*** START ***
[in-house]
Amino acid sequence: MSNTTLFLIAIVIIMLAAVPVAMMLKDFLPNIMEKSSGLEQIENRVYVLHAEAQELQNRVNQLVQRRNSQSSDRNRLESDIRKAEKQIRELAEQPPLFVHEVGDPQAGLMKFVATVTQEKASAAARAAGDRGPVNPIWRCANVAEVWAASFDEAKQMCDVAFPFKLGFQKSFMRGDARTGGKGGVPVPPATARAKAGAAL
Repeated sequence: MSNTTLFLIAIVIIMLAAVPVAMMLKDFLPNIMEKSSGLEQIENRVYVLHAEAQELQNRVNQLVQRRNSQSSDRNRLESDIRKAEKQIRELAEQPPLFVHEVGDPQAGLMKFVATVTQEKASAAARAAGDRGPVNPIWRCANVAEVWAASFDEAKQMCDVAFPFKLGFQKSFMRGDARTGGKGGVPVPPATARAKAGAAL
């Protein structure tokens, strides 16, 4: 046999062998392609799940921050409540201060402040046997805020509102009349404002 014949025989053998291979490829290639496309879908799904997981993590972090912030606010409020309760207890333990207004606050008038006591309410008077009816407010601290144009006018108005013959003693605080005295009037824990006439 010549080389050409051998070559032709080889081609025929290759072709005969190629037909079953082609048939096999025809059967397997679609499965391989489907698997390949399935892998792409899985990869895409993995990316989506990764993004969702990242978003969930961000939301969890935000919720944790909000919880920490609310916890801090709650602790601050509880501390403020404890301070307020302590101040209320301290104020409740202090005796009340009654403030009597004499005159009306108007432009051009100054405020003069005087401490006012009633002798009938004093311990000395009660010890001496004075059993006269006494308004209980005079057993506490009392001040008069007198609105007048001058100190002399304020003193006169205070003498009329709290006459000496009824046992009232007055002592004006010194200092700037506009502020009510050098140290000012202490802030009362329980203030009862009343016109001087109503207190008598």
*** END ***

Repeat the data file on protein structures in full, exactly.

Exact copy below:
[in-house]
Amino acid sequence: MSNTTLFLIAIVIIMLAAVPVAMMLKDFLPNIMEKSSGLEQIENRVYVLHAEAQELQNRVNQLVQRRNSQSSDRNRLESDIRKAEKQIRELAEQPPLFVHEVGDPQAGLMKFVATVTQEKASAAARAAGDRGPVNPIWRCANVAEVWAASFDEAKQMCDVAFPFKLGFQKSFMRGDARTGGKGGVPVPPATARAKAGAAL
Repeated sequence: MSNTTLFLIAIVIIMLAAVPVAMMLKDFLPNIMEKSSGLEQIENRVYVLHAEAQELQNRVNQLVQRRNSQSSDRNRLESDIRKAEKQIRELAEQPPLFVHEVGDPQAGLMKFVATVTQEKASAAARAAGDRGPVNPIWRCANVAEVWAASFDEAKQMCDVAFPFKLGFQKSFMRGDARTGGKGGVPVPPATARAKAGAAL
């Protein structure tokens, strides 16, 4: 046999062998392609799940921050409540201060402040046997805020509102009349404002 014949025989053998291979490829290639496309879908799904997981993590972090912030606010409020309760207890333990207004606050008038006591309410008077009816407010601290144009006018108005013959003693605080005295009037824990006439 010549080389050409051998070559032709080889081609025929290759072709005969190629037909079953082609048939096999025809059967397997679609499965391989489907698997390949399935892998792409899985990869895409993995990316989506990764993004969702990242978003969930961000939301969890935000919720944790909000919880920490609310916890801090709650602790601050509880501390403020404890301070307020302590101040209320301290104020409740202090005796009340009654403030009597004499005159009306108007432009051009100054405020003069005087401490006012009633002798009938004093311990000395009660010890001496004075059993006269006494308004209980005079057993506490009392001040008069007198609105007048001058100190002399304020003193006169205070003498009329709290006459000496009824046992009232007055002592004006010194200092700037506009502020009510050098140290000012202490802030009362329980203030009862009343016109001087109503207190008598």